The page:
Category Archives: Health Careers Education

CareerTech, Express Partner on Work-Based Learning

Oklahoma CareerTech is partnering with Express Employment Professionals and the Oklahoma Office of Workforce Development to create more work-based learning opportunities for students.

Long established within the CareerTech System, the program offers students chances to learn technical skills and life skills in classes and then it teaches students how to apply them in the workplace through mentoring, job shadowing, internships, and apprenticeship opportunities.

“We’re extremely proud of our partnership with CareerTech,” said Bob Funk Sr., president and chief executive officer of Express Employment Professionals – Oklahoma. “Work-based learning is a great fit for Express and for Oklahoma because it prepares our next generation of employees for the workplace, where there are more jobs than there are workers right now. We could not be more excited about our involvement in this program.”

Work-based learning can introduce students to businesses and workplaces in Oklahoma, but it can also help businesses by creating a pipeline of future employees. Some companies, however, are reluctant to participate in work-based learning for liability reasons, said H.L. Baird, statewide work-based learning liaison at the Oklahoma Department of Career and Technology Education.

The innovative partnership among CareerTech, Express and Workforce Development reduces businesses’ liability risks while providing students paid internships, Baird said.

“The students will be employed by Express and serve as contract employees for the worksite employer,” he said. “This approach also connects the vast employment resources of Express to the students and schools at no cost to participate.”

The partnership will be statewide, but it will be customized through local Express agencies and their industry connections so individualized plans will fit each student, employer and school.

The Express network of employers will provide benefits to both students and businesses. Students will be able to experience internships with multiple employers and even multiple industries, Baird said; if an internship is a poor fit, the student can be reassigned with another Express employer. For businesses, Express will handle all the human resources processes, including recruitment.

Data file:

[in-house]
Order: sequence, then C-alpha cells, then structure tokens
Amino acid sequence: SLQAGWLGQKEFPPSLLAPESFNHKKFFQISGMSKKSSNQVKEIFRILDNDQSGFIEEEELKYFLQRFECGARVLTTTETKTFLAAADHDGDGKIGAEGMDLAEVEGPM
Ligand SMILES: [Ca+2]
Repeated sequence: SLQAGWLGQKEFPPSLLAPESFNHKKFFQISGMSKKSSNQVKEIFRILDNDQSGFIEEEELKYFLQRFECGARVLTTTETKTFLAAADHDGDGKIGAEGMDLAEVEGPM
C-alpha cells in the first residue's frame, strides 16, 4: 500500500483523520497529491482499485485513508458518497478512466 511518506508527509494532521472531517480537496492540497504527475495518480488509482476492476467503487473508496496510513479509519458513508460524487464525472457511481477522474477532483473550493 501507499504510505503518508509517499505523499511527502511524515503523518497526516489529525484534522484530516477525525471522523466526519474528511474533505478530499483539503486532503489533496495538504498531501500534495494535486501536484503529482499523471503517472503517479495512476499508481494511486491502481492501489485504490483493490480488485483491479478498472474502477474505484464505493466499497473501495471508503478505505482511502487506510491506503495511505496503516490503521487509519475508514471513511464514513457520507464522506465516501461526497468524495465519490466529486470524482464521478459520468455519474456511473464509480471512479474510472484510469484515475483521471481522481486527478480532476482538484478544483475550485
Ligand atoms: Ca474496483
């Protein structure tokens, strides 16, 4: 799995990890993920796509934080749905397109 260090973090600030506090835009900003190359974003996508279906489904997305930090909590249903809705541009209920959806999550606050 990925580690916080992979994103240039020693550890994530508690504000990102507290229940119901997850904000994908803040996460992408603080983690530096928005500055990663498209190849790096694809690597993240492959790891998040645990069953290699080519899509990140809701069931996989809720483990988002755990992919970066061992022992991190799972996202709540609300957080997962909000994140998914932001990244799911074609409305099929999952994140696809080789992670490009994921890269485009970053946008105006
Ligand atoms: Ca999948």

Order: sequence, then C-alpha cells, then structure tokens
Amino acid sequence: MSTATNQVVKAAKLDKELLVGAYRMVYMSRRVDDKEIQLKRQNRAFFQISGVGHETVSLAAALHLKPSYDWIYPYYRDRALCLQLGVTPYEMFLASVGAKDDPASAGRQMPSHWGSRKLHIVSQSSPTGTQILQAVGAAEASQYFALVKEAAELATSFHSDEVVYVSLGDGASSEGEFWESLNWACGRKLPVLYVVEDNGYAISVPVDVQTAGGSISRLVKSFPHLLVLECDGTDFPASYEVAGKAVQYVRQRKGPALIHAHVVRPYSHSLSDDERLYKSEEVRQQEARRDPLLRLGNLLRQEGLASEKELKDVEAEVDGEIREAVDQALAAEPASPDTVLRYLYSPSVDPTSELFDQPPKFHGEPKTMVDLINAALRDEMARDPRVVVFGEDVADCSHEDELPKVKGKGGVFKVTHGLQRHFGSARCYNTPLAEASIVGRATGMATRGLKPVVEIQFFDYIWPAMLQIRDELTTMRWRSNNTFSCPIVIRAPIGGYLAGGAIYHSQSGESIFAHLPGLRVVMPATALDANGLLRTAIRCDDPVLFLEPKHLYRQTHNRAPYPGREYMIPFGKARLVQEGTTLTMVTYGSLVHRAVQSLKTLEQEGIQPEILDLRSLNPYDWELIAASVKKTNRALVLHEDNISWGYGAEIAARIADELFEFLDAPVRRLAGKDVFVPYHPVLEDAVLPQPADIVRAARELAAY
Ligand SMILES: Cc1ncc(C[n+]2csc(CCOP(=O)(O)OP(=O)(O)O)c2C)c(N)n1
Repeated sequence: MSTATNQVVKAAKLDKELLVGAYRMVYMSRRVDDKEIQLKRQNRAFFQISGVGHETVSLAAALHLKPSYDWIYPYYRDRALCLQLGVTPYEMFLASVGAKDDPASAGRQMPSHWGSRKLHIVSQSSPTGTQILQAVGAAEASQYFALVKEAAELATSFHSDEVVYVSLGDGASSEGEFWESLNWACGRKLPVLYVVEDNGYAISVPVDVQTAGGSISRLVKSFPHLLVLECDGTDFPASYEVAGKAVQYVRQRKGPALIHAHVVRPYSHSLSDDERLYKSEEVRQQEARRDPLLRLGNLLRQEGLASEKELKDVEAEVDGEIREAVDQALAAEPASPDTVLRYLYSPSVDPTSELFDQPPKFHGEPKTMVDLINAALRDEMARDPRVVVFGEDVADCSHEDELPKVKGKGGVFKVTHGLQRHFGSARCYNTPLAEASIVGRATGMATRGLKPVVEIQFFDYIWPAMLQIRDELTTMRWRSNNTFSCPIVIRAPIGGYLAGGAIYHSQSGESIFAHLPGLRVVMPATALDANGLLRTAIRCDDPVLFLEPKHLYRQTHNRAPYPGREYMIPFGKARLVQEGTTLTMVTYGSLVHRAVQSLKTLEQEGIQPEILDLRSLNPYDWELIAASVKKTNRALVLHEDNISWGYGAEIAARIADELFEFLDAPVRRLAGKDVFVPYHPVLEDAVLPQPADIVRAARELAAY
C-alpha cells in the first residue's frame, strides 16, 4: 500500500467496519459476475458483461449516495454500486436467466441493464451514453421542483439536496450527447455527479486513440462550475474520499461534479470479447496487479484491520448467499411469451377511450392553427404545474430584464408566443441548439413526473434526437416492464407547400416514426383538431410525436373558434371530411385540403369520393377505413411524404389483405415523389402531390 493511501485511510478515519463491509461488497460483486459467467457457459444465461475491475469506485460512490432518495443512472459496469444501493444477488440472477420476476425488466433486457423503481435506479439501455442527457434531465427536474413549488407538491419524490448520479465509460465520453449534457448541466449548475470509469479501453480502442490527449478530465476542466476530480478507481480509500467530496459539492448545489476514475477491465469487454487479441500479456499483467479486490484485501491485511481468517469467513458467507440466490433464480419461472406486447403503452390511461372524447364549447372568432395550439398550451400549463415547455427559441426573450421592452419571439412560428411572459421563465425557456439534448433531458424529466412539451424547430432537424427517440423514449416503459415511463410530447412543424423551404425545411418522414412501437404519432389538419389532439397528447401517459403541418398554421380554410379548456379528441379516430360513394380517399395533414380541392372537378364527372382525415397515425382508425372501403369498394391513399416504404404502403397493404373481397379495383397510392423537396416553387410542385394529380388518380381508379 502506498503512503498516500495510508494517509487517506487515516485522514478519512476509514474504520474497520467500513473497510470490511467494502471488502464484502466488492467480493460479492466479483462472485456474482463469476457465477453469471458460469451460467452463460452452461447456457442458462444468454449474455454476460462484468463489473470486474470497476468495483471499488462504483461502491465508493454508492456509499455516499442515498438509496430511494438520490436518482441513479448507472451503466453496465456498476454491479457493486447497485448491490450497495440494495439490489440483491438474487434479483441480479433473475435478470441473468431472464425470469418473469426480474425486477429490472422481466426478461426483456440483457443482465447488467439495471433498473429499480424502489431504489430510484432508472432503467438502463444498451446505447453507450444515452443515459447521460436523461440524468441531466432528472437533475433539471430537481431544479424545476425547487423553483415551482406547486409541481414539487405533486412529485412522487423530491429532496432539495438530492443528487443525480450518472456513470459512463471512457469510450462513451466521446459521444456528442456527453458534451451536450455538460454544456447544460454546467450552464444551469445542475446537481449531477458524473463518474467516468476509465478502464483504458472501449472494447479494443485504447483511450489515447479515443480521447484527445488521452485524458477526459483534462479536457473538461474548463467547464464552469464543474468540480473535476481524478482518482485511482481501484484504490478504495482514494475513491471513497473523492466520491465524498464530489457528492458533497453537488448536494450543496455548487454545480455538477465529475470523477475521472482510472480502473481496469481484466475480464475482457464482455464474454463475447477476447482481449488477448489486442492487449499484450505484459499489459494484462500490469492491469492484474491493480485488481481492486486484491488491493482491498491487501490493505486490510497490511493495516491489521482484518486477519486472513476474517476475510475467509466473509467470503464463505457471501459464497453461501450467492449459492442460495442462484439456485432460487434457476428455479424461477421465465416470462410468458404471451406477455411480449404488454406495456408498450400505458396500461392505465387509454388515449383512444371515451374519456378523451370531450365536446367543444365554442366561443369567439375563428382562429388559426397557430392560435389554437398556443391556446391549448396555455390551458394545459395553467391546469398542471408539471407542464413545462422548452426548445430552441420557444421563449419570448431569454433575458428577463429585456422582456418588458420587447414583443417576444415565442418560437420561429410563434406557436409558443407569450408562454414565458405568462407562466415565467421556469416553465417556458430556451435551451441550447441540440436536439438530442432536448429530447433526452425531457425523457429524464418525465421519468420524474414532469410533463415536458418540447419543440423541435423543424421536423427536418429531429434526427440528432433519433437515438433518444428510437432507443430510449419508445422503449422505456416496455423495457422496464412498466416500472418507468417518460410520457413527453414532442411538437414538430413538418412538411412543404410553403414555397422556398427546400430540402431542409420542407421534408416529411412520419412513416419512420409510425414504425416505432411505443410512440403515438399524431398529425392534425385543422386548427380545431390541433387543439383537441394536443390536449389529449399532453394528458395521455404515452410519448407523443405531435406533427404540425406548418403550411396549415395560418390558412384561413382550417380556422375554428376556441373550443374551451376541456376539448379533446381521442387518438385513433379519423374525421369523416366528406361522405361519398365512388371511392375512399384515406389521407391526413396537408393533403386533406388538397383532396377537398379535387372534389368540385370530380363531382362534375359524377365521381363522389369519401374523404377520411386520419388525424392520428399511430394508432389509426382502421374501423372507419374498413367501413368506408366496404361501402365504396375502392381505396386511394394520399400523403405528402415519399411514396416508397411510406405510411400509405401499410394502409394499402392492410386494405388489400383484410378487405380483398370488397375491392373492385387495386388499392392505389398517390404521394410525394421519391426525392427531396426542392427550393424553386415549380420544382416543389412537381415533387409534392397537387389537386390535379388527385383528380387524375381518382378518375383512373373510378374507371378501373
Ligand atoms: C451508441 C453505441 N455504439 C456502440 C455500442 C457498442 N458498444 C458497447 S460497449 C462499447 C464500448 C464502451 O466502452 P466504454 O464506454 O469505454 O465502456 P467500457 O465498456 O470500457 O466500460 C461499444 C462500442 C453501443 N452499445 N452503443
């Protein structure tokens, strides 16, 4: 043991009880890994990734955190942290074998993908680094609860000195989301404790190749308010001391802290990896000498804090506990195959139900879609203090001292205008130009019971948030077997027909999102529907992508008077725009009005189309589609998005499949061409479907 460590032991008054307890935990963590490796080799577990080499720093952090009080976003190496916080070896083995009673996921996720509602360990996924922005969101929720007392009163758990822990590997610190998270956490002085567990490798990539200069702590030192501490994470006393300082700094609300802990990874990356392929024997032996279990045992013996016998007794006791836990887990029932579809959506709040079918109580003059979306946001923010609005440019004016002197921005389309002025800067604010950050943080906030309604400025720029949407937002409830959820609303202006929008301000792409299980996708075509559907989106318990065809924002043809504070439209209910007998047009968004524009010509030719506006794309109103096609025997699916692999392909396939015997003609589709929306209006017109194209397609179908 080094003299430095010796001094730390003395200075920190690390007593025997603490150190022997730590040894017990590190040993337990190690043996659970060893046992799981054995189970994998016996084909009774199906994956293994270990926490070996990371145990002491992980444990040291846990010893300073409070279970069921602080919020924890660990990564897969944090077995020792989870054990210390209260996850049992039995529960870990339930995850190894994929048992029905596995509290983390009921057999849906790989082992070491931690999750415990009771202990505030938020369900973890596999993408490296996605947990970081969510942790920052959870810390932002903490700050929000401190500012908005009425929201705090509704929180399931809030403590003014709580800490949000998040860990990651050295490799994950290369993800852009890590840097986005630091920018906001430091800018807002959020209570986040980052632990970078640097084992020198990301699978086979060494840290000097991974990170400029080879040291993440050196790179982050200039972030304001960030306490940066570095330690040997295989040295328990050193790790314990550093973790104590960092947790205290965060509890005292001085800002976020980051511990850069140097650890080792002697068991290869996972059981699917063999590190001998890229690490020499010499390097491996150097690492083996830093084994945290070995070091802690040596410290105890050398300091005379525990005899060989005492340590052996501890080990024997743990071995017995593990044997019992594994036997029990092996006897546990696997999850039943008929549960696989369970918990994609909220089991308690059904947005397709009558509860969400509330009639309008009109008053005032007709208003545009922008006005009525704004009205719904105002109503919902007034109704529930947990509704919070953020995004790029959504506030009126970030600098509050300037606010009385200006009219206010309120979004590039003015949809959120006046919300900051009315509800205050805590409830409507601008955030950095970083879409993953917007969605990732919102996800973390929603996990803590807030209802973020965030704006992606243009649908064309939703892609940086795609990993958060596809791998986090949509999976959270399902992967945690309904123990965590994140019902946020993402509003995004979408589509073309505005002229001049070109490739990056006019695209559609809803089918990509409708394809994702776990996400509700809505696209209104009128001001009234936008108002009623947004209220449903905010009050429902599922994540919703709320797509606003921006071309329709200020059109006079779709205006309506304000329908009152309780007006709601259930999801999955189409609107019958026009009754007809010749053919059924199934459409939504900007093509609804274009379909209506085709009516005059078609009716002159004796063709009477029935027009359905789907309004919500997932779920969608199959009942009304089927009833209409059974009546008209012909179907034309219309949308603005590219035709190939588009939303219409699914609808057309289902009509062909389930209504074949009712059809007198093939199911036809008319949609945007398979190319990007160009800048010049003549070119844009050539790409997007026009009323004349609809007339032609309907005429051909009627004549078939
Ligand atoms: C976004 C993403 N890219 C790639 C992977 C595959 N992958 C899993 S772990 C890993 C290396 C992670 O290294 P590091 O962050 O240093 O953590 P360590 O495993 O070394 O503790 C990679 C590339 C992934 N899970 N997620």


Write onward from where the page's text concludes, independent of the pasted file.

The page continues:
“Finding the right employees is what Express does,” Baird said. “We understand the pandemic has created a myriad of workforce challenges for business across the state. Finding skilled employees is a key limiting factor in our state’s recovery. This partnership provides employers access to new and emerging Oklahoma workers who have enrolled in classes and programs that prepare them for the world of work.”

The partnership will be available to all students 16 and older who are enrolled in CareerTech programs in the Oklahoma CareerTech System’s 29 technology centers districts and 394 PK-12 school districts across the state. Through the partnership, CareerTech and Express will help students gain job experience while also helping employers develop future employees.

Businesses, students and school leaders who want more information about the innovative approach to work-based learning can contact H.L. Baird at h.l.baird@careertech.ok.gov, visit the CareerTech work-based learning webpage at okcareer.tech/wbl or contact their local Express Employment Professionals office.

About Oklahoma CareerTech

The Oklahoma Department of Career and Technology Education provides leadership and resources and assures standards of excellence for a comprehensive statewide system of career and technology education. The system offers programs and services in 29 technology center districts operating on 59 campuses, 394 PK-12 school districts, 13 Skills Centers campuses that include three juvenile facilities and 31 adult basic education service providers.

The agency is governed by the State Board of Career and Technology Education and works closely with the State Department of Education and the State Regents for Higher Education to provide a seamless educational system for all Oklahomans.

Oklahoma CareerTech Celebrates CTE Month in February

The Oklahoma Department of Career and Technology Education continues to respond to the needs of individuals and business and industry in the state while focusing on helping Oklahomans succeed in life, education and the workplace.

The Oklahoma CareerTech System is celebrating CareerTech Education Month in February. Gov. Kevin Stitt recently issued a proclamation declaring this month as Career and Technical Education Appreciation Month in Oklahoma.